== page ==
My project examines the evolution of Soviet nationalities policy in the years after Stalin’s death through the collapse of the Soviet Union. Focusing on the Tatar Autonomous Soviet Socialist Republic (ASSR), the project explores the roles of cultural institutions, notably operas, theaters, and philharmonics, as well as corresponding state bureaucracies and organizations, such as the Tatar branch of the Union of Composers, in delineating and maintaining Tatar national identity. I argue that the linkage between Tatar national culture and Soviet cultural institutions represents a reversal of Lenin’s proclaimed nationalities policy of “national in form, socialist in content,” and that, by the 1950s and beyond, Tatar bureaucrats and artists consciously used Soviet socialist forms to present national content. Moreover, I argue that the continuation of Soviet nation-building policies in the decades after Stalin’s death, a period almost completely overlooked by existing scholarship focusing on the 1920s and 1930s, was instrumental in the Soviet Union’s eventual collapse along national lines and in the origins of nationalist discourses among Tatars and other minority groups that still reside within the boundaries of the Russian Federation.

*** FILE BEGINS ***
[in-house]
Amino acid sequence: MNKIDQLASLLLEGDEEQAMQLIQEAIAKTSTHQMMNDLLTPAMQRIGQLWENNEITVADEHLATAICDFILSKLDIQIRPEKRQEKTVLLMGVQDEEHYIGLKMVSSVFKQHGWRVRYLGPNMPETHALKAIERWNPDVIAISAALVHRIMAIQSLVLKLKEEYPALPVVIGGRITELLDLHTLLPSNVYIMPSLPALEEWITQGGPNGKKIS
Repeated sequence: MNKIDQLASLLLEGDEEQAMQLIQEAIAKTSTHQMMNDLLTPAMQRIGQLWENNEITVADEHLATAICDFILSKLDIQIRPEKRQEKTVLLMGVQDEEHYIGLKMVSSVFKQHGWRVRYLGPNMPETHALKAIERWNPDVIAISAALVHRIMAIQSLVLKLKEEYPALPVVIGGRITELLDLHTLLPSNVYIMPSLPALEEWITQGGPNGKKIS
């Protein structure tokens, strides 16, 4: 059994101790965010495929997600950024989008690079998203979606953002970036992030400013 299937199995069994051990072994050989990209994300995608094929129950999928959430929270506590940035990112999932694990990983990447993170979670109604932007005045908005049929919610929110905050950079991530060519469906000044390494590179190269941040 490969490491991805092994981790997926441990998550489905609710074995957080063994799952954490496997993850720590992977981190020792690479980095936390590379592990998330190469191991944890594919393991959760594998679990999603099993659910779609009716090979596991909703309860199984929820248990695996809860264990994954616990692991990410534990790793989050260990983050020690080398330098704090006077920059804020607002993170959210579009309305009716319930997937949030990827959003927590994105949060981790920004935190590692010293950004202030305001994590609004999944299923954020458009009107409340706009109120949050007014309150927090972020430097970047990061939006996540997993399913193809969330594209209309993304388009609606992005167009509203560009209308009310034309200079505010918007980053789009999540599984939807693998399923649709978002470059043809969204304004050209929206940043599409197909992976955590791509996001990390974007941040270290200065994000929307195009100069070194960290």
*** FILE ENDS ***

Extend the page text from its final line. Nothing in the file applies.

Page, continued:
Seitz

John Seitz
History
Iowa State University

 "Colonizing the Countryside: Scientific Agriculture and Colonial Control on the Kazakh Steppe, 1881-1928"

This research is a study of the contest for control in newly conquered lands in Russian Central Asia, and the role that scientific agriculture and resistance played in that contest. It seeks to understand and explain how scientized agriculture was central to attempts to transform both the physical landscape of this region as well as the people who lived and worked on the land. In telling the story of control and conflict on the periphery, it proposes a model that will reshape our understanding of this contest by framing it not as a struggle between two cultures (European and Kazakh), but rather of three contestants (European settlers, scientific specialists, and Kazakh nomads). My research examines the role of three groups in this contest: imperial agricultural scientists (modernizers), and two groups of agriculturalists: namely European settlers and Kazakhs. It will study the agricultural systems of these specialists and two groups of farmers not as static ideals, but rather as changing systems of production and ways of life. Agricultural scientists and rural modernizers influenced this change. This project seeks to understand how agronomists attempted to alter the behaviors of both Kazakh and Russian farmers on the periphery, and how these attempts were navigated by those living on the land.